‘Money trees’ for farmers
PORT Douglas and Mossman farmers can now plant their own “money trees” under the Federal Government’s carbon farming initiative.
Labor’s carbon farming scheme, which began last week, pays farmers for planting trees to help reduce carbon pollution but the trees planted must be native to their particular region.
Planting trees native to the local area is just one of the methods the Government has approved for farmers who take part in a bid to help reduce the carbon footprint.
Chairman of the Organic Federation of Australia Andre Leu said any initiative to help reduce the region’s carbon footprint has to be supported.
“One of the best ways to do this is with organic farming whereby all of the organic and carbon materials go back into the soil and planting trees is just one of the effective ways to do this,” he said.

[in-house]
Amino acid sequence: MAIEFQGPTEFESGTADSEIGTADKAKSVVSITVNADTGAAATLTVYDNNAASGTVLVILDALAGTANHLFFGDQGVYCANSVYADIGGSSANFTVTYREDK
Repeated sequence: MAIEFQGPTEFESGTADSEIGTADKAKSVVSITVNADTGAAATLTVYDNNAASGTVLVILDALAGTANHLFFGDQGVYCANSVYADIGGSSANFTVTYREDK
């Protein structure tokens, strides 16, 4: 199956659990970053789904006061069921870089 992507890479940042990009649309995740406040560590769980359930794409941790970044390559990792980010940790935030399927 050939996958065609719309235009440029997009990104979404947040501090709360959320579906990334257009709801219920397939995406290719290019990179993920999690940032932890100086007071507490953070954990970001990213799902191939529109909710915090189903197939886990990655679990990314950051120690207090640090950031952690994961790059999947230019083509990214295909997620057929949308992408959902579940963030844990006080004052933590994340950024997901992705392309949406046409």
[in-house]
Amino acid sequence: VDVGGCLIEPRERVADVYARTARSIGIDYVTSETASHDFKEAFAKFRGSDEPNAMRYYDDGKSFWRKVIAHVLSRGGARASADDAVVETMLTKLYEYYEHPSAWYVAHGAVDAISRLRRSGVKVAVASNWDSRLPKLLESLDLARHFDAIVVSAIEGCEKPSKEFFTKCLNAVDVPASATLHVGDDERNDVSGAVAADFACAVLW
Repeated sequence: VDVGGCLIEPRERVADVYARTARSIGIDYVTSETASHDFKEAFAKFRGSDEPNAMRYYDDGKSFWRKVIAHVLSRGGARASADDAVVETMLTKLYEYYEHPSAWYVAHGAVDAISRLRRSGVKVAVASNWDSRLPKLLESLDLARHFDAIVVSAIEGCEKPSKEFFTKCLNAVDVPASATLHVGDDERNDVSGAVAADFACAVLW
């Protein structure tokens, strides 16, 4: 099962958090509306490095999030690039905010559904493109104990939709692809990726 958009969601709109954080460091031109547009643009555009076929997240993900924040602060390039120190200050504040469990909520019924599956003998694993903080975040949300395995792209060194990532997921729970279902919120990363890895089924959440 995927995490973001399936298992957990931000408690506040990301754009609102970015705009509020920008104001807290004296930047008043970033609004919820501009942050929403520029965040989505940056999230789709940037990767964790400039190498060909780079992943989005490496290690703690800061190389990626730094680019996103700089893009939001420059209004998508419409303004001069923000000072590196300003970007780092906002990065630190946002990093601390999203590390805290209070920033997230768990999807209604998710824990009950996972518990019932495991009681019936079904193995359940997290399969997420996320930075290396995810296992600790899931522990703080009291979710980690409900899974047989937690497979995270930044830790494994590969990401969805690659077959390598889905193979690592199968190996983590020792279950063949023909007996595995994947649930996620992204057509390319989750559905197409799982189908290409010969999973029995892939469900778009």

“But to get the full benefit of ’carbon farming’ the right trees must be planted in the right regions with the right soil types and the right amount of rainfall or it will not be as effective.
“We are lucky in Australia because we have access to many experts who know trees and who know how to best help people grow them.”
All living organisms contain carbon and 50 per cent of the dry weight of the average tree is carbon.
It is one of six major Greenhouse Gasses (GHGS) that contribute to global warming.
Man-made emissions of the greenhouse gasses result in the ’enhanced’ greenhouse effect.
The reason trees are the only crop included in the carbon pricing reduction scheme is because it relates to accreditation requirements whereby the carbon stores are measurable and permanent.
Crops such as sugar are harvested annually and the carbon stored within the crop is transformed and in many cases released back to the environment.
For tips on how to reduce your individual carbon footprint visit www. climatesmart. qld. gov. au/ get_involved/low_carbon_diet